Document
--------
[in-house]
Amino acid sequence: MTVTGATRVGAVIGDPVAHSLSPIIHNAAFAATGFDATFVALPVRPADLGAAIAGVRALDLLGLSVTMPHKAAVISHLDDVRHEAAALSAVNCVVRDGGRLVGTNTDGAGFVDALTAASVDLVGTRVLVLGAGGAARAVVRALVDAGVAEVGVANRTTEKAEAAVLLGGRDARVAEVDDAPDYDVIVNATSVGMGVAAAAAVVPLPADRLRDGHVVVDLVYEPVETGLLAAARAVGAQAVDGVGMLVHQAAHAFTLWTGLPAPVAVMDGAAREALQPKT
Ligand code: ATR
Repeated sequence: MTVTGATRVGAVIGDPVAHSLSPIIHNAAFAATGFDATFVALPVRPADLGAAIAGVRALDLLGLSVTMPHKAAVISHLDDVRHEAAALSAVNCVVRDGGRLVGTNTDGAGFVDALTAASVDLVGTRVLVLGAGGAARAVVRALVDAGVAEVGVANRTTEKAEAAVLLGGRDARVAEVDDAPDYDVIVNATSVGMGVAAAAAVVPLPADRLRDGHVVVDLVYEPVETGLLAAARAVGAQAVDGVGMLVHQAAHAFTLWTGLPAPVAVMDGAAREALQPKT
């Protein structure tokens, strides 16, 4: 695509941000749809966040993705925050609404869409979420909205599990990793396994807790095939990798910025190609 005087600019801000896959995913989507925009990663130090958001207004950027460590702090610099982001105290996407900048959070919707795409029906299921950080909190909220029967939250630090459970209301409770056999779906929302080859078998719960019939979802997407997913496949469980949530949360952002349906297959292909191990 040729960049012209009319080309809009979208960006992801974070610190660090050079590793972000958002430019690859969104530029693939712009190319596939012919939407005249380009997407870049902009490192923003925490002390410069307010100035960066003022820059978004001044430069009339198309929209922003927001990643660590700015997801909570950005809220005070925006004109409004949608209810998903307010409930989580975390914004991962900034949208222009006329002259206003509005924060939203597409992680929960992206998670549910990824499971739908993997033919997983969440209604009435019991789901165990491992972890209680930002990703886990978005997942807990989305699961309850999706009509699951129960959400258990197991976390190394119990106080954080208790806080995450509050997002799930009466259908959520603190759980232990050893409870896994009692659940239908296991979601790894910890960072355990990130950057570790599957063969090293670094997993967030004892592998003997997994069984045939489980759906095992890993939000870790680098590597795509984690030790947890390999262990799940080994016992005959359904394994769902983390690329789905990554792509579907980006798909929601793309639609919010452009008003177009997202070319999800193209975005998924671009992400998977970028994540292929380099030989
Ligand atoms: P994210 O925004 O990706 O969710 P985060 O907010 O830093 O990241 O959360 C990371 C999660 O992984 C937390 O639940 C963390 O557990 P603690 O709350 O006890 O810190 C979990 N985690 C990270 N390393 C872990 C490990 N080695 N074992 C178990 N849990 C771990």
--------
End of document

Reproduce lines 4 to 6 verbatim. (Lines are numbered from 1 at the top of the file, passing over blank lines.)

Repeated sequence: MTVTGATRVGAVIGDPVAHSLSPIIHNAAFAATGFDATFVALPVRPADLGAAIAGVRALDLLGLSVTMPHKAAVISHLDDVRHEAAALSAVNCVVRDGGRLVGTNTDGAGFVDALTAASVDLVGTRVLVLGAGGAARAVVRALVDAGVAEVGVANRTTEKAEAAVLLGGRDARVAEVDDAPDYDVIVNATSVGMGVAAAAAVVPLPADRLRDGHVVVDLVYEPVETGLLAAARAVGAQAVDGVGMLVHQAAHAFTLWTGLPAPVAVMDGAAREALQPKT
């Protein structure tokens, strides 16, 4: 695509941000749809966040993705925050609404869409979420909205599990990793396994807790095939990798910025190609 005087600019801000896959995913989507925009990663130090958001207004950027460590702090610099982001105290996407900048959070919707795409029906299921950080909190909220029967939250630090459970209301409770056999779906929302080859078998719960019939979802997407997913496949469980949530949360952002349906297959292909191990 040729960049012209009319080309809009979208960006992801974070610190660090050079590793972000958002430019690859969104530029693939712009190319596939012919939407005249380009997407870049902009490192923003925490002390410069307010100035960066003022820059978004001044430069009339198309929209922003927001990643660590700015997801909570950005809220005070925006004109409004949608209810998903307010409930989580975390914004991962900034949208222009006329002259206003509005924060939203597409992680929960992206998670549910990824499971739908993997033919997983969440209604009435019991789901165990491992972890209680930002990703886990978005997942807990989305699961309850999706009509699951129960959400258990197991976390190394119990106080954080208790806080995450509050997002799930009466259908959520603190759980232990050893409870896994009692659940239908296991979601790894910890960072355990990130950057570790599957063969090293670094997993967030004892592998003997997994069984045939489980759906095992890993939000870790680098590597795509984690030790947890390999262990799940080994016992005959359904394994769902983390690329789905990554792509579907980006798909929601793309639609919010452009008003177009997202070319999800193209975005998924671009992400998977970028994540292929380099030989
Ligand atoms: P994210 O925004 O990706 O969710 P985060 O907010 O830093 O990241 O959360 C990371 C999660 O992984 C937390 O639940 C963390 O557990 P603690 O709350 O006890 O810190 C979990 N985690 C990270 N390393 C872990 C490990 N080695 N074992 C178990 N849990 C771990």